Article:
A member of my writing group recently sought to defend a character for blaming his bad behavior on a woman character’s provocative clothes: “He’s obviously mad at her for the sequined dress stunt, but shouldn’t he be?”
“That doesn’t justify rape,” said a woman in the group.
“He didn’t rape her,” the beleaguered author said.
That discussion got me mulling over how honest we really are when we talk about controversial subjects. We tend to look at honesty as a binary issue: Either we’re being honest or we aren’t. Absolutely, setting aside interesting philosophical discussions of what we can and can’t be sure we know, our daily lives depend on things and events we call facts. During daylight hours, the sun is shining, hidden by cloud or shrouded in mist. But many subjects are debatable.
It seems to me that each of us is three selves:
The public self who makes statements;
The private self who weighs various viewpoints without reaching a definite conclusion; and
The reptilian third, whose instincts hiss away under the surface.
What our public selves say aloud amounts to a balancing act among the different arguments vying inside our private selves. The result can be determined by our fear of saying the wrong thing. But if we are to confine the reptile to its cave, we need to give expression not just to that guarded public self, but also to that indecisive, sometimes inconvenient private self.
It’s my sense that the prevailing view in liberal circles is that women shouldn’t fear to wear what they feel like, and that they aren’t to blame if men react badly. Women can state this view so emphatically that a man taking exception is reduced to having his public self say something as unctuous as, “Of course it doesn’t justify rape.”
Underneath, however, that man’s private self might be saying that although the women would be right in an ideal world, those who dress in certain ways can find themselves in danger. There were the women who, in the fondly-remembered pre-COVID-19 days, wore short skirts to dance clubs, but to be safe, went there and back by cab.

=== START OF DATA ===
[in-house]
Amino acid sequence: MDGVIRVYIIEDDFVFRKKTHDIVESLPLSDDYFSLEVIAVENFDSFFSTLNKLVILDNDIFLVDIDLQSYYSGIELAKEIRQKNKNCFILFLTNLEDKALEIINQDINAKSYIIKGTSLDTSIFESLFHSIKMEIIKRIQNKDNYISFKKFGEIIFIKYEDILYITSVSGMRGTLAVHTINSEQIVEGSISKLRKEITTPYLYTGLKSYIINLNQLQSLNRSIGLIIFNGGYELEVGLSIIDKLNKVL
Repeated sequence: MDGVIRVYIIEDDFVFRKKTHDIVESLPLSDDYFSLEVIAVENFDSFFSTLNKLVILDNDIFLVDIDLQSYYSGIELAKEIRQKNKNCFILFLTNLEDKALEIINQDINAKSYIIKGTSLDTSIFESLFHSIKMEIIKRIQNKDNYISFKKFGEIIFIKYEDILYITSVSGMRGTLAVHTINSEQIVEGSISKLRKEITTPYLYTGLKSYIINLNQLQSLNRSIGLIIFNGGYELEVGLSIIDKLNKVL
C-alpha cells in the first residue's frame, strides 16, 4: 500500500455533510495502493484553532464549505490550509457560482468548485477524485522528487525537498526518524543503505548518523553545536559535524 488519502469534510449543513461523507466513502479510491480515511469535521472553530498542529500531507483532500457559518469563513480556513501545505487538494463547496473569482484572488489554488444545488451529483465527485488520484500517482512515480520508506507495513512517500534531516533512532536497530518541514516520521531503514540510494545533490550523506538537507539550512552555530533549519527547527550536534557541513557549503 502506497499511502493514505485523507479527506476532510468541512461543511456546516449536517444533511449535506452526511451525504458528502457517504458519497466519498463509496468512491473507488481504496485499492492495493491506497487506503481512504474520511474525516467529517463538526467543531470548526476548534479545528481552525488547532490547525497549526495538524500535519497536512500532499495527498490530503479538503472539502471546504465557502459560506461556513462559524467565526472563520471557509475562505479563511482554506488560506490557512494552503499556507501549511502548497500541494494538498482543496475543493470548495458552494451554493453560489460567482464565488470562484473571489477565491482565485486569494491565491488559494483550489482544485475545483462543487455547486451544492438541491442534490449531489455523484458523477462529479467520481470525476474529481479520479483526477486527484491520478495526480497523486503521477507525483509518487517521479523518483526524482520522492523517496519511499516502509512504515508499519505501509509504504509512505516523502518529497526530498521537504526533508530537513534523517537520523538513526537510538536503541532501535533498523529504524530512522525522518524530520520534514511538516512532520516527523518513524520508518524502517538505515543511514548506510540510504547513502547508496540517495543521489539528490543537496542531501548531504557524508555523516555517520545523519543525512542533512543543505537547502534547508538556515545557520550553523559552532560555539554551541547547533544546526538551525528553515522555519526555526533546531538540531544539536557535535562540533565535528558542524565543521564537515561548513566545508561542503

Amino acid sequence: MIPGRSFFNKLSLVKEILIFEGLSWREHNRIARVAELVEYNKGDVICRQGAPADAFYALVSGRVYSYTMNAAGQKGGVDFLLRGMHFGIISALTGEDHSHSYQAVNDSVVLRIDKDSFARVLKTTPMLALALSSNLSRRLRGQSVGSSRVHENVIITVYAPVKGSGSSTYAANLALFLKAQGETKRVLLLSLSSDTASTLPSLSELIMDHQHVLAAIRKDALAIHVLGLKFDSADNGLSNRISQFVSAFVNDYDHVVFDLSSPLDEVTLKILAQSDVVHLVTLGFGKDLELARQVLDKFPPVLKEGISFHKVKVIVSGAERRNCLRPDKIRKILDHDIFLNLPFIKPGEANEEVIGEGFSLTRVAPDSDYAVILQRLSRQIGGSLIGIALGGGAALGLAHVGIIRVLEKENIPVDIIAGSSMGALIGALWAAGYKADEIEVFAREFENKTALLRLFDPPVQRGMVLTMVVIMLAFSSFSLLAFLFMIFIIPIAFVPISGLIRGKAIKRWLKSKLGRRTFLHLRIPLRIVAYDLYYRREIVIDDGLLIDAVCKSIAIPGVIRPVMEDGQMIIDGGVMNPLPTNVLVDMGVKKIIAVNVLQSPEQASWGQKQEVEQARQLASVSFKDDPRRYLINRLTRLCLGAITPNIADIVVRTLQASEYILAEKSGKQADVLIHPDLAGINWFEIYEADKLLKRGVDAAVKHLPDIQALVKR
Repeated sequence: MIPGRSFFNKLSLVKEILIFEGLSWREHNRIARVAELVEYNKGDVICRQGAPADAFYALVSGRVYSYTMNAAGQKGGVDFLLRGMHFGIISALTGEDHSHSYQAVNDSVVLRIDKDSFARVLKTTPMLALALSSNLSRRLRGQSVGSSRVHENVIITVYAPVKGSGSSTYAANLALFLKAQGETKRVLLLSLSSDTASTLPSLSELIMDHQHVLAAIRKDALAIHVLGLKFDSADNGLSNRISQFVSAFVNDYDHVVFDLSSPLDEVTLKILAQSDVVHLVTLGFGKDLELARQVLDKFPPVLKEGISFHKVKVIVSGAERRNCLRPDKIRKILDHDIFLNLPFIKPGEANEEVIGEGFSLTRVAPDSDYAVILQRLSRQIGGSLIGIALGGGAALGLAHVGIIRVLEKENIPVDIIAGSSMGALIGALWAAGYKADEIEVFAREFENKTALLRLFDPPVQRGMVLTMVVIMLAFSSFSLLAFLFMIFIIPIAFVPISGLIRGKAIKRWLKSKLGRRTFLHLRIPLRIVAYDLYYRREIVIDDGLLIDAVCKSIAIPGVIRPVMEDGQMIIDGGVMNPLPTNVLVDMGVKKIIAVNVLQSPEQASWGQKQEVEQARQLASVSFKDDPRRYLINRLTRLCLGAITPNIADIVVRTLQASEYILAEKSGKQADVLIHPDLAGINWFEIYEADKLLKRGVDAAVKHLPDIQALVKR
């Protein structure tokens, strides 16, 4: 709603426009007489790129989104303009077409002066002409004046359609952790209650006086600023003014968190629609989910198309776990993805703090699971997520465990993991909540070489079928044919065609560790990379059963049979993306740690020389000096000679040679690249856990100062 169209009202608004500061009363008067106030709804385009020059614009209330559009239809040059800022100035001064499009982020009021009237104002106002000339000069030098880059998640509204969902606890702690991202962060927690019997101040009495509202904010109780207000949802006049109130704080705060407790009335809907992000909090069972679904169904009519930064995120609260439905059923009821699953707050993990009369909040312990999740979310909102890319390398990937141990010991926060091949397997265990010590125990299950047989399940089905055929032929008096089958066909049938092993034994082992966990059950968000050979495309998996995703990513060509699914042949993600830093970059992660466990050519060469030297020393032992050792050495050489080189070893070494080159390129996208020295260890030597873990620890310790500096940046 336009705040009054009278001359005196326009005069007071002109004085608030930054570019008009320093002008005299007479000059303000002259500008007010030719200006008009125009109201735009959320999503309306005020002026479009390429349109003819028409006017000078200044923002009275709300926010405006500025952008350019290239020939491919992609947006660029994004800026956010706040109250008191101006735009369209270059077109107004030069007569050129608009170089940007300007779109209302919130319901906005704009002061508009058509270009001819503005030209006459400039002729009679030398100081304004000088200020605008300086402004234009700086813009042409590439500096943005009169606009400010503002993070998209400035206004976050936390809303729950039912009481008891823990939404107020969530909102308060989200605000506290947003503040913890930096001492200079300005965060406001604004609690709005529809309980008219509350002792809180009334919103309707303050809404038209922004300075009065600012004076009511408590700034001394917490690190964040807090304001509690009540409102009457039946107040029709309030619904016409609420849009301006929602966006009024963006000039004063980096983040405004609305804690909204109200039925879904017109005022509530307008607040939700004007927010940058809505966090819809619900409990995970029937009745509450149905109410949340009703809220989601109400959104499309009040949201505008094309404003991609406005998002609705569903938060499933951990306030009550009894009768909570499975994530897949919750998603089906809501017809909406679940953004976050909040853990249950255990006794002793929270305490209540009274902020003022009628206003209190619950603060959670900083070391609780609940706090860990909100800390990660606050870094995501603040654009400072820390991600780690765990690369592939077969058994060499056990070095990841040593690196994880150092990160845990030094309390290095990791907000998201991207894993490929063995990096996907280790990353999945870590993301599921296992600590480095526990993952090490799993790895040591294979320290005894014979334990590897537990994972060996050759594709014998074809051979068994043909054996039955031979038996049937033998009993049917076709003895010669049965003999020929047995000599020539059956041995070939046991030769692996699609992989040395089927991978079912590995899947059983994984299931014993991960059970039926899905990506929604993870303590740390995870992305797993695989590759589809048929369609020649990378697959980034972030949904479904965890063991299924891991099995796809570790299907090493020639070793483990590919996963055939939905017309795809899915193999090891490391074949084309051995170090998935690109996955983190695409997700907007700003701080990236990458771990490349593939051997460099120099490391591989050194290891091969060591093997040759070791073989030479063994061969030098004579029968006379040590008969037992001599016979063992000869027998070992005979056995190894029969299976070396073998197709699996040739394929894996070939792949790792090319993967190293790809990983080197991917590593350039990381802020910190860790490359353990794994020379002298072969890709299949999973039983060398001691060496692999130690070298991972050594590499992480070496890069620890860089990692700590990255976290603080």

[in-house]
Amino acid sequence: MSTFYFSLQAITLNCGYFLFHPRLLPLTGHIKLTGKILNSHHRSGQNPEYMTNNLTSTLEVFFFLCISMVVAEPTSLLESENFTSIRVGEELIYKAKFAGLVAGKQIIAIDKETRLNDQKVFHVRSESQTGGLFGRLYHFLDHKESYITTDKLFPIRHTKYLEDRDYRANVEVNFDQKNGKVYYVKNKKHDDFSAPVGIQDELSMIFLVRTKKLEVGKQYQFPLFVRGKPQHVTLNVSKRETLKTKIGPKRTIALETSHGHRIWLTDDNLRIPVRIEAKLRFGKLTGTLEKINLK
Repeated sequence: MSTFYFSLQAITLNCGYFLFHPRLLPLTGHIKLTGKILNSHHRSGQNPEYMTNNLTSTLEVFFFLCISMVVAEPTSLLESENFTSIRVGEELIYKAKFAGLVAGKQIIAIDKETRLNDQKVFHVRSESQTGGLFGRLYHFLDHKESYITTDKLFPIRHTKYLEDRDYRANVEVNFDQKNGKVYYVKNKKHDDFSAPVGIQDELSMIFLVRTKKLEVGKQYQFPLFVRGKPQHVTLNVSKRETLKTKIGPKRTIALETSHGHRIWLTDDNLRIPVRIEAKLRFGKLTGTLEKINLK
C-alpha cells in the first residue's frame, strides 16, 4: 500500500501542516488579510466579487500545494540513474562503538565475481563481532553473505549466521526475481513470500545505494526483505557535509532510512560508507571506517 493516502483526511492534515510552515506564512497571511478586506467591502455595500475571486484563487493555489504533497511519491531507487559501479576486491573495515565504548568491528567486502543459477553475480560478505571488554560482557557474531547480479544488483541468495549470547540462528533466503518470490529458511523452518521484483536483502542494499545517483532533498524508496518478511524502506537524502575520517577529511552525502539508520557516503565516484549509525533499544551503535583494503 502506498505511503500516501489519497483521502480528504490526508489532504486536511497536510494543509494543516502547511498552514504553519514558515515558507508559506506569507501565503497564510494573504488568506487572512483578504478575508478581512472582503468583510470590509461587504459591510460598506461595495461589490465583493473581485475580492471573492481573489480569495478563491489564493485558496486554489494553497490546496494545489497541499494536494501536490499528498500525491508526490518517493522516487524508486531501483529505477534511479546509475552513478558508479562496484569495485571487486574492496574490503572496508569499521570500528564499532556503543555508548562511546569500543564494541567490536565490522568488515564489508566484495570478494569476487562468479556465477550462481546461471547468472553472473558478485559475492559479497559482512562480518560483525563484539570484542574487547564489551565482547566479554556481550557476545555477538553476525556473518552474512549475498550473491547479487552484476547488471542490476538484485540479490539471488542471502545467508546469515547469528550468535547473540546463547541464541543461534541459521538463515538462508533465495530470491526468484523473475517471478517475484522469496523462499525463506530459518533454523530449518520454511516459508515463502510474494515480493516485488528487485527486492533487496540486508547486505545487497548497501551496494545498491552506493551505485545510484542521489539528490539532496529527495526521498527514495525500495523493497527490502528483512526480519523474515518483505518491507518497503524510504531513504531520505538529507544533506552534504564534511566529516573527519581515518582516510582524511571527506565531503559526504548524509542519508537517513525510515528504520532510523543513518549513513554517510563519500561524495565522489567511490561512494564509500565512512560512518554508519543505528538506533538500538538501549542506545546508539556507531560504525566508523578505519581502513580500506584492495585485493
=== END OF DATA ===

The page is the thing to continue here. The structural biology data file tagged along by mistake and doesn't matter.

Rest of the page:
The private self might even acknowledge his fear that excitement on seeing female flesh could lead, if the stars so align, to the undoing of his usual self-control. Actually, it doesn’t take much. In the nineteenth century, the mere glimpse of a woman’s ankle below long skirts was all a man needed to get hot and bothered. When it comes to clothing, this private self might acknowledge, women can’t win. Conservative Islam deems even a woman’s face such a temptation to evil that Muslim women, forced to carry the burden of men’s undependable impulse control, are veiled behind suffocating clothing despite living in desert climates.
Can any of this be said aloud? Only in the most trusted, open-minded company where it is understood that thought doesn’t necessarily equal action.
There’s little, if any, consistency in these various private self’s thoughts. But this very inconsistency tells us, if we care to listen, that our public selves don’t always get it right.
Which brings me to the third self: the reptile within us, the creature that knows what it wants and, if allowed, will grab it regardless of consequences. As Freud contended in Civilization and its Discontents, society oppresses this reptile, forcing it most of the time to lurk in a cave deep inside us. It knows civilization isn’t alone in despising it; even its own master does.
But all the while, it fervently seeks to free itself from the shackles of the other two selves. It’s why, while America’s treasured freedom of speech protects expression by our public and private selves, it grants no such protection to the reptile inside us when it cries “Fire” in a crowded theater or otherwise incites mayhem.
The fundamental rift in societies across the world in recent years has been over immigration. One set of public voices decries immigrants; the other sings their praises. But who among us finds ourselves on this or that side of the divide isn’t easily predictable. For example, I favor liberal immigration policies—after all, I’m an immigrant myself, albeit fully documented and long since a citizen. By contrast, many other immigrants who also complied with legal immigration requirements denounce those who got in by stealth. My waffling private self acknowledges the strength of their feelings. It also recognizes that mass immigration can be socially disruptive, as demonstrated in the violence we’ve recently witnessed in Europe and the United States against immigrants from different religious and ethnic groups. But in company, I keep my misgivings mostly to myself for fear that I will be mistaken for a radical reactionary. Likewise, a social conservative won’t concede the harsh consequences of limiting immigration for fear of looking like a namby-pamby liberal. As a result, there’s no debate; just yelling across party lines.
The rift has led to social upheaval at all levels and over disagreements not obviously related to immigration, culminating in the United States in the January 6, 2021 Capitol riot, a true reptilian triumph.
When I don’t hear my questioning private self and you don’t hear yours, and as a result I don’t hear you and you don’t hear me, the reptile slithers free from its cave.
Note: This is a revised version of an essay I posted on February 2, 2021.
Katherine Schneider says
Brilliant and well said!